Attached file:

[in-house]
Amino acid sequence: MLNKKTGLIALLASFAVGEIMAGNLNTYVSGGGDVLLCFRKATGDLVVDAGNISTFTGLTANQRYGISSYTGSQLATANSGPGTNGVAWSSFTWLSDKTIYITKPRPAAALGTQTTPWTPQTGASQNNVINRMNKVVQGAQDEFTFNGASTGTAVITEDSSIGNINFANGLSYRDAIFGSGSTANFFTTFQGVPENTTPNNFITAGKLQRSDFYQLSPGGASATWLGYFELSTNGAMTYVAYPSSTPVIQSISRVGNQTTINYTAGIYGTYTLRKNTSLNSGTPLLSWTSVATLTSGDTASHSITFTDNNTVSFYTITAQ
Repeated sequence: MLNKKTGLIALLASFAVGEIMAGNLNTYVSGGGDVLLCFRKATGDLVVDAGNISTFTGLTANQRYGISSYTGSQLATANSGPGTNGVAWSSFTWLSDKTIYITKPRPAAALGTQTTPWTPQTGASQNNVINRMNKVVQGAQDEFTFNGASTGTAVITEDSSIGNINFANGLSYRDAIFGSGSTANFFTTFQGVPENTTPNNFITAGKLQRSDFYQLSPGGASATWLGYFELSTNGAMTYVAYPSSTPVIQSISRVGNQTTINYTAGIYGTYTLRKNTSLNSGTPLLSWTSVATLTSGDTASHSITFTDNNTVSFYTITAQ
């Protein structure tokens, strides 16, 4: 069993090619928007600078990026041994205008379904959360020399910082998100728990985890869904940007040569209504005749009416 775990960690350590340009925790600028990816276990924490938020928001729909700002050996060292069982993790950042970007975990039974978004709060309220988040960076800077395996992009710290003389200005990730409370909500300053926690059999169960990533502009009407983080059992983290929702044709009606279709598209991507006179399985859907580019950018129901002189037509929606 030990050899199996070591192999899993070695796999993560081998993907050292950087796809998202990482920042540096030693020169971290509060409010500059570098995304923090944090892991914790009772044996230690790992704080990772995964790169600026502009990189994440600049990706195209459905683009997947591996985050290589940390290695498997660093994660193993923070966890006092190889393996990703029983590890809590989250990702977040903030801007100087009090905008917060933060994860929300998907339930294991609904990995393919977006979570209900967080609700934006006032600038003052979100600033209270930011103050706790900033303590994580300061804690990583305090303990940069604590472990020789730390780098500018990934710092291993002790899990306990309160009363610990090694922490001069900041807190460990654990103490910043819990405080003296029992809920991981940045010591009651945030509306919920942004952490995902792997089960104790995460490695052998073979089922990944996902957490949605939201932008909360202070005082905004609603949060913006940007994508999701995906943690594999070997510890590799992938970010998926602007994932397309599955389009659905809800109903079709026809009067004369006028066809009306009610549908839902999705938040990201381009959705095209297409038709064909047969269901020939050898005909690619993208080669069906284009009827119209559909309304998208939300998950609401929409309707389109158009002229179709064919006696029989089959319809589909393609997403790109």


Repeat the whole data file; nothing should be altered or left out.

[in-house]
Amino acid sequence: MLNKKTGLIALLASFAVGEIMAGNLNTYVSGGGDVLLCFRKATGDLVVDAGNISTFTGLTANQRYGISSYTGSQLATANSGPGTNGVAWSSFTWLSDKTIYITKPRPAAALGTQTTPWTPQTGASQNNVINRMNKVVQGAQDEFTFNGASTGTAVITEDSSIGNINFANGLSYRDAIFGSGSTANFFTTFQGVPENTTPNNFITAGKLQRSDFYQLSPGGASATWLGYFELSTNGAMTYVAYPSSTPVIQSISRVGNQTTINYTAGIYGTYTLRKNTSLNSGTPLLSWTSVATLTSGDTASHSITFTDNNTVSFYTITAQ
Repeated sequence: MLNKKTGLIALLASFAVGEIMAGNLNTYVSGGGDVLLCFRKATGDLVVDAGNISTFTGLTANQRYGISSYTGSQLATANSGPGTNGVAWSSFTWLSDKTIYITKPRPAAALGTQTTPWTPQTGASQNNVINRMNKVVQGAQDEFTFNGASTGTAVITEDSSIGNINFANGLSYRDAIFGSGSTANFFTTFQGVPENTTPNNFITAGKLQRSDFYQLSPGGASATWLGYFELSTNGAMTYVAYPSSTPVIQSISRVGNQTTINYTAGIYGTYTLRKNTSLNSGTPLLSWTSVATLTSGDTASHSITFTDNNTVSFYTITAQ
């Protein structure tokens, strides 16, 4: 069993090619928007600078990026041994205008379904959360020399910082998100728990985890869904940007040569209504005749009416 775990960690350590340009925790600028990816276990924490938020928001729909700002050996060292069982993790950042970007975990039974978004709060309220988040960076800077395996992009710290003389200005990730409370909500300053926690059999169960990533502009009407983080059992983290929702044709009606279709598209991507006179399985859907580019950018129901002189037509929606 030990050899199996070591192999899993070695796999993560081998993907050292950087796809998202990482920042540096030693020169971290509060409010500059570098995304923090944090892991914790009772044996230690790992704080990772995964790169600026502009990189994440600049990706195209459905683009997947591996985050290589940390290695498997660093994660193993923070966890006092190889393996990703029983590890809590989250990702977040903030801007100087009090905008917060933060994860929300998907339930294991609904990995393919977006979570209900967080609700934006006032600038003052979100600033209270930011103050706790900033303590994580300061804690990583305090303990940069604590472990020789730390780098500018990934710092291993002790899990306990309160009363610990090694922490001069900041807190460990654990103490910043819990405080003296029992809920991981940045010591009651945030509306919920942004952490995902792997089960104790995460490695052998073979089922990944996902957490949605939201932008909360202070005082905004609603949060913006940007994508999701995906943690594999070997510890590799992938970010998926602007994932397309599955389009659905809800109903079709026809009067004369006028066809009306009610549908839902999705938040990201381009959705095209297409038709064909047969269901020939050898005909690619993208080669069906284009009827119209559909309304998208939300998950609401929409309707389109158009002229179709064919006696029989089959319809589909393609997403790109």